Meaning of hosepipe ban in English:

hosepipe ban

Translate hosepipe ban into Spanish


  • An official restriction on the use of hosepipes, imposed by a particular water company on its customers during a water shortage.

    ‘hosepipe bans are already in force across much of the South East’
    • ‘The worst affected area, however, is still the South East, where almost 13 million people are subject to a hosepipe ban.’
    • ‘North Yorkshire householders were asked to cut down on watering their parched gardens, or face a hosepipe ban.’
    • ‘In the summer I feel there should have been a hosepipe ban.’
    • ‘Most of the South-East will have a hosepipe ban in place by the start of April.’
    • ‘Thames Water says there might be a hosepipe ban on account of there not being enough rain over the winter.’
    • ‘Residents could find themselves under a hosepipe ban only weeks into the start of spring.’
    • ‘Remember, during a hosepipe ban using the hose to wash your car is not permitted.’
    • ‘Even contemplating a hosepipe ban shows the depth of the crisis.’
    • ‘Southern Water, already under a hosepipe ban, has been taking extra water from rivers to keep reservoirs moderately stocked.’
    • ‘The hosepipe ban does not cover any public gardens, parks or lawns where everyone has the right of access.’
    • ‘Either this sunshine stops - now - or we have a hosepipe ban this summer.’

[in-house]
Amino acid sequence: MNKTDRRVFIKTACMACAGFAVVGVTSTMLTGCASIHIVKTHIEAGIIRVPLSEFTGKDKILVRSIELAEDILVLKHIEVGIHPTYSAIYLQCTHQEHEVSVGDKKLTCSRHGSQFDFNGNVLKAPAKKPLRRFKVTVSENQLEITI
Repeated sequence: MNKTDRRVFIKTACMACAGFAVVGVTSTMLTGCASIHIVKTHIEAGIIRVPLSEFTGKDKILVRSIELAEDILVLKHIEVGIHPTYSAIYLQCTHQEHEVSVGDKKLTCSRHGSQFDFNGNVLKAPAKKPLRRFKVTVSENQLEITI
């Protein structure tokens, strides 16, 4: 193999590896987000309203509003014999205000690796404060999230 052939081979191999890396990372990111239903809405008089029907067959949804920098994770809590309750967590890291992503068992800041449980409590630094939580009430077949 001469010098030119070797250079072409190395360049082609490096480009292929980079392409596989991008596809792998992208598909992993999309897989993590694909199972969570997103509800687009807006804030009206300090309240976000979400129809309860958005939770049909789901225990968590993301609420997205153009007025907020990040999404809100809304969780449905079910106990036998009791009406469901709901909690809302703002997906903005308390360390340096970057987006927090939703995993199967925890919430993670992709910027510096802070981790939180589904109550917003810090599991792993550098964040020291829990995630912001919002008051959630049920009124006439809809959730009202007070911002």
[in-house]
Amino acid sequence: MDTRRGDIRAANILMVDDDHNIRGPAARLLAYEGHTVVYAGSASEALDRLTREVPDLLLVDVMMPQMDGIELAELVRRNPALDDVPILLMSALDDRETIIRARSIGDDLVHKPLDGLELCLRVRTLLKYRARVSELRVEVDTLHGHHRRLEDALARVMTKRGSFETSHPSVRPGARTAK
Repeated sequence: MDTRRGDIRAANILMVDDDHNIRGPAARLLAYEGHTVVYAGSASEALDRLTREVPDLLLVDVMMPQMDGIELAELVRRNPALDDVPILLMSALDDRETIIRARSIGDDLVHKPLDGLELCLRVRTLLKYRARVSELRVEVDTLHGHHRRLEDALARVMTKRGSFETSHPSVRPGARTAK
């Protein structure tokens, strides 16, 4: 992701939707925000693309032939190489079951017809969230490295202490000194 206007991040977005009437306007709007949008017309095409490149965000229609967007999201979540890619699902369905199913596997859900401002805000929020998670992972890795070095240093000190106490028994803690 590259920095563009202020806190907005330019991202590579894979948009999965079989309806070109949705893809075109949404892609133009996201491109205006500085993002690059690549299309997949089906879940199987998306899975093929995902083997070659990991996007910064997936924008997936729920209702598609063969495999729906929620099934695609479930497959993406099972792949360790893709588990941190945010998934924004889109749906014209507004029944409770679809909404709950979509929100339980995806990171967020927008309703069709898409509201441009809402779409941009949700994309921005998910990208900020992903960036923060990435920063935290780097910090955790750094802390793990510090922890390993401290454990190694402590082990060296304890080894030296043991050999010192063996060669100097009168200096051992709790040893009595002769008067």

• ‘There's never a hosepipe ban in January.’
    • ‘They predicted that there would be no new hosepipe bans this year.’
    • ‘The existing hosepipe bans already cover private gardens.’
    • ‘Today's report comes after two dry years in which eight companies imposed hosepipe bans.’
    • ‘This month she said they should start growing drought-resistant plants, put down plenty of mulch and not flout the hosepipe bans.’
    • ‘The government had begun to panic about low water levels in April and May, and hosepipe bans combined with water restrictions were introduced.’
    • ‘Although some hosepipe bans remained in force until the end of the year, the lengthy water shortage which had begun in November 2004 effectively ended in September.’
    • ‘Meanwhile, although Thames Water reported a drop in profits because of lower usage, millions were risking heavy fines by ignoring hosepipe bans to water their gardens and clean their cars.’
    • ‘Neighbours have been reluctant to report each other for breaking hosepipe bans and only small numbers have called hotlines since water restrictions were brought in for millions of householders a week ago.’